Corpus Christi
Museum of Science and History

Corpus Christi, Texas

article by Joel Fleischer

"In 1492 Columbus sailed the ocean blue..."

Don't ask me how the rest of the poem goes, but that little
piece of poetry has run through my head since first grade.
Don't bother trying to tell me that Columbus didn't
discover America or that Leif Ericson came first. So what?
Leif and his Viking buddies hopscotched across the Atlantic
via Iceland and Greenland. Columbus took three small ships
and sailed straight across the Atlantic, from the Canary
Islands to the Bahamas without a break. Sure, he didn't
know where he was (he thouhgt he was in Asia) but it took
guts to undertake such a voyage.

(click the images below for larger versions)

The Pinta

The Santa Maria

One's appreciation for this daring exploit is increased when one sees the "ships" that Columbus boarded with 150 men. Such insight is easy to come by at the Corpus Christi Museum of Science and Natural History. Since 1993 the Pinta and the Santa Maria have been on display. Visitors can board the ships and tour the cargo hold and Captain's cabin.

The ships were built in the space of five years by Spain to commemorate the 500th anniversary of Christopher Columbus' voyages to the New World at a cost of $6.5 million, using many of the same materials used by 15th century shipbuilders. The pine and oak are from the same forests of Galicia and the Pyrenees, the nails are forged by hand, the caulking is hemp, and the sails are made of linen, the closest natural fiber to the hemp canvas used in the 1400s.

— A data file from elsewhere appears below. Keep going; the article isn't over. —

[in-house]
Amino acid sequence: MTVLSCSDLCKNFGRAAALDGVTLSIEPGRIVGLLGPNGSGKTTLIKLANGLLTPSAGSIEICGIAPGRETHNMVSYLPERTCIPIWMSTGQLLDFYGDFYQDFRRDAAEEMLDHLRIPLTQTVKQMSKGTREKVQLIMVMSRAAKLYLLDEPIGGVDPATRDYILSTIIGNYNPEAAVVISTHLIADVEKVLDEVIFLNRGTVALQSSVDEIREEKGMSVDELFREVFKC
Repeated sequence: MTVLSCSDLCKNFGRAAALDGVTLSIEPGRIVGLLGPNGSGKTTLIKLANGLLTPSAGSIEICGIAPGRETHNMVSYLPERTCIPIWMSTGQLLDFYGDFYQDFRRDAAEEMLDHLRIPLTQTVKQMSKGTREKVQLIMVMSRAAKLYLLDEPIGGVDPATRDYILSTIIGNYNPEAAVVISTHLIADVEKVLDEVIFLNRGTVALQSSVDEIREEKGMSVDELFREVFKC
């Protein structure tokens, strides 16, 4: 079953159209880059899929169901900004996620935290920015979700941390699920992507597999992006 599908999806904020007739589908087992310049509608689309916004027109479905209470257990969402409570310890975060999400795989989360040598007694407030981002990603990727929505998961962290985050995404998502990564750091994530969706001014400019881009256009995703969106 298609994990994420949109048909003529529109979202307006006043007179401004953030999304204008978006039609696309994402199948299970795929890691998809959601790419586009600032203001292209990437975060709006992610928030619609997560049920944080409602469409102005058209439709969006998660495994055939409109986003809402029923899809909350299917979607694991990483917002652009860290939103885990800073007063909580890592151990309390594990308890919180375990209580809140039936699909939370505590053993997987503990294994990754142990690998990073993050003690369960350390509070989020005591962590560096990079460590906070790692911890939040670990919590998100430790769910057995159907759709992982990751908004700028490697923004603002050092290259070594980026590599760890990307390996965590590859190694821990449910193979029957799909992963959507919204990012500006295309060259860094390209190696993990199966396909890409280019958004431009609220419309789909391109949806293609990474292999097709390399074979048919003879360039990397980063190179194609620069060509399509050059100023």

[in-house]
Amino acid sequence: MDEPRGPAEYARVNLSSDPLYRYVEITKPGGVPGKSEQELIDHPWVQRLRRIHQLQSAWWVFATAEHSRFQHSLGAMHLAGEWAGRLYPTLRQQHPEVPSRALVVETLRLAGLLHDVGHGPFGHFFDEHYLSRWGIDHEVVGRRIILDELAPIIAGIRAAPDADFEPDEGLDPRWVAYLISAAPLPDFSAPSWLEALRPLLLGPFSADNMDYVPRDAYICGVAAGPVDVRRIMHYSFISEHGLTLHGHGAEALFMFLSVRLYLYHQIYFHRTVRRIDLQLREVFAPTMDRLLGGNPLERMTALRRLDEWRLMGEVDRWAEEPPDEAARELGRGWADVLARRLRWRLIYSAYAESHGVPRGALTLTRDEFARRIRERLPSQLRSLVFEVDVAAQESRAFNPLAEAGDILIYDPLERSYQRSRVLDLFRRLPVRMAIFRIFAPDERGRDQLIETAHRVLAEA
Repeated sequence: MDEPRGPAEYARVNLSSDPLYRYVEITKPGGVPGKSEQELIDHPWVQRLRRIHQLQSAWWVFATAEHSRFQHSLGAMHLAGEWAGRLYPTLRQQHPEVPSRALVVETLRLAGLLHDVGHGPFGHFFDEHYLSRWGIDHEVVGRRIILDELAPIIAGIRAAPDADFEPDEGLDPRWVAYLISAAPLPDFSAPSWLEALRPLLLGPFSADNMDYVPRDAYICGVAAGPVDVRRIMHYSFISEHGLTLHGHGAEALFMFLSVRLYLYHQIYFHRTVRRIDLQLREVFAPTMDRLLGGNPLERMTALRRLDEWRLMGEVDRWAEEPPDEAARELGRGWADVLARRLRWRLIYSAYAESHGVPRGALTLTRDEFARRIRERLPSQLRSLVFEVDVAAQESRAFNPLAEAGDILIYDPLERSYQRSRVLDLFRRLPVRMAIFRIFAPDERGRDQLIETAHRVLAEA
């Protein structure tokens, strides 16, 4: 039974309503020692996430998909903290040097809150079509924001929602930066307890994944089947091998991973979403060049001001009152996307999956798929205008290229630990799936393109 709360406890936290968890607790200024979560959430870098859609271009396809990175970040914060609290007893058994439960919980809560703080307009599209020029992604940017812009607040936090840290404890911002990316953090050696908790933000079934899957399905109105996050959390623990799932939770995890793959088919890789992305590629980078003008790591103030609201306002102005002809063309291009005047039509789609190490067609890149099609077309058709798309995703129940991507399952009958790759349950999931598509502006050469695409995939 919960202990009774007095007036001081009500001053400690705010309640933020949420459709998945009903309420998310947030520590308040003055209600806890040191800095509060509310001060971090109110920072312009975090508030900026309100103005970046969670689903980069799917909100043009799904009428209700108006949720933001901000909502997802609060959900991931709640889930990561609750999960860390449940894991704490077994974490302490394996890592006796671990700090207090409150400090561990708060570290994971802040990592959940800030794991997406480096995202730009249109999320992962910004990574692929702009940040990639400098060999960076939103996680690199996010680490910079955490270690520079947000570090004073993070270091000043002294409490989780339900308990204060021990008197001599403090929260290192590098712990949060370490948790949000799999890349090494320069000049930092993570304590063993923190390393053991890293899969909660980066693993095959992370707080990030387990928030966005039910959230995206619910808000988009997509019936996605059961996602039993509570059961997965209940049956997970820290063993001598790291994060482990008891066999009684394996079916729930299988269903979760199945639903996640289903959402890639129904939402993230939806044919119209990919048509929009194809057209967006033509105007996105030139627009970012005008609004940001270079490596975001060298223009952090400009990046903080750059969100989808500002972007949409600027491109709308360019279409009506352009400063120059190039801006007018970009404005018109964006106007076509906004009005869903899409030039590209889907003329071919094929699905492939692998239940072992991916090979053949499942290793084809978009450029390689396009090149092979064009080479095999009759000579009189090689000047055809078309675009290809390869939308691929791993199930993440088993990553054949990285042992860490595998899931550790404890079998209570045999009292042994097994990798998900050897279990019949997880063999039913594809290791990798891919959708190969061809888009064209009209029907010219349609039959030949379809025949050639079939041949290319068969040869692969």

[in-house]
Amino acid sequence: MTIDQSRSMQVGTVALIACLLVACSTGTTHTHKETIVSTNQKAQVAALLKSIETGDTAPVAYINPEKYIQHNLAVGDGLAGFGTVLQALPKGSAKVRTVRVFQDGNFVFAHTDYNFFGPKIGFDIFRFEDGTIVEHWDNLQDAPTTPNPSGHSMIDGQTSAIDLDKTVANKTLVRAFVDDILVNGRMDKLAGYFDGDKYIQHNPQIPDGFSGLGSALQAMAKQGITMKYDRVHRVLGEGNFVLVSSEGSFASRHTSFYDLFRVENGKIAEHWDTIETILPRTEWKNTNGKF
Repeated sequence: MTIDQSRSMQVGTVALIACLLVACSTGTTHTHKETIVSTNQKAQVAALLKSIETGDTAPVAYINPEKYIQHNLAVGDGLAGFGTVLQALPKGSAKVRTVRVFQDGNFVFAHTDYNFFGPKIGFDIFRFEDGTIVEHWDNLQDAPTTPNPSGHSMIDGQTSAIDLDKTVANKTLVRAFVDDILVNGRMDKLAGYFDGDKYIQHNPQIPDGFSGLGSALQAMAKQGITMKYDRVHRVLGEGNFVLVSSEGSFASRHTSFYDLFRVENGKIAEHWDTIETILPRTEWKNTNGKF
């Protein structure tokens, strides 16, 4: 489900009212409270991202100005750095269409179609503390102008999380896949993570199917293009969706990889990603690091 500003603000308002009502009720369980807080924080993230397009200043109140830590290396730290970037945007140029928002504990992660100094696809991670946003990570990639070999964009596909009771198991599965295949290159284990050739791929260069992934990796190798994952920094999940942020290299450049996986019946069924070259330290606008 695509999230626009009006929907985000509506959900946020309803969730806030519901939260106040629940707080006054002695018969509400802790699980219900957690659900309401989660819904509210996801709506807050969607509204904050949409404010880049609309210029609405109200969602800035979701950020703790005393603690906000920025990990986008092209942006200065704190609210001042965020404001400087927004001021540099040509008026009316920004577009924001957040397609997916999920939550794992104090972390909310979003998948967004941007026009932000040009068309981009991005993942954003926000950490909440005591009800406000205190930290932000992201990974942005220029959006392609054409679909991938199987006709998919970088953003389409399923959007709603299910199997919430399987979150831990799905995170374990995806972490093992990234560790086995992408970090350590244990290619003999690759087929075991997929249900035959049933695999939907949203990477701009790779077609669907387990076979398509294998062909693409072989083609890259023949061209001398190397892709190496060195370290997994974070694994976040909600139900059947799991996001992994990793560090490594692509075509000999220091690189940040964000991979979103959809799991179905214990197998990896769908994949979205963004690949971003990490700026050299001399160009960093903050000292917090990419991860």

When the ships were completed, they toured the Mediterranean and Atlantic ports of Europe in 1990 and 1991, followed by a 1992 tour of 18 United States ports, before arriving in Corpus Christi, Texas in 1993. The Pinta and Santa Maria were damaged in an accident in the Corpus Christi harbor, and were drydocked for repairs at the Corpus Christi Museum of Science and History. The Nina, moored at the Corpus Christi Marina, is not open to the public, but may be viewed on your way to dinner at Joe's Crab Shack on the T-heads.

The Old World meets the New World

Alex and Leah in the hold of the Pinta.

The Captain's Cabin on the Santa Maria.

The Captain's Cabin is surprisingly plush, especially when you consider that the rest of the crew had to take turns sleeping in the shelter of the poop deck.

Looking aft on the Santa Maria.
The Captain's Cabin is on the top

The Windlass

The poop deck also sheltered the windlass, a large winch that performed a variety of tasks on the ship, including winching cargo out of the hold as well as raising the sails and the anchor.

The wee-lass and her mother
examine the rigging on the Santa Maria

The tiller

The enormous rudder was directed by means of a very long tiller. The crew would move the tiller with a block and tackle.

The Rudder on the Santa Maria

Looking out the rudder hole.
Standing headroom
(if you're only four feet tall)

After you've toured the ships, the ramp leads visitors to an interactive display. Visitors can experiment with block and tackle systems, navigation tools and other Fifteenth Century sailing equipment.

A replica of the Columbus launch

The Columbus ships alone made the $10 entry fee worth every penny. Make sure you stop at the tourism building outside the Museum and ask them for coupons to the harbor attractions. They'll give you coupons for money off for the entry fees for the Science Museum, the Aquarium, and the Lexington aircraft carrier.

Joel "No Bucks" Fleischer
Marquette, Michigan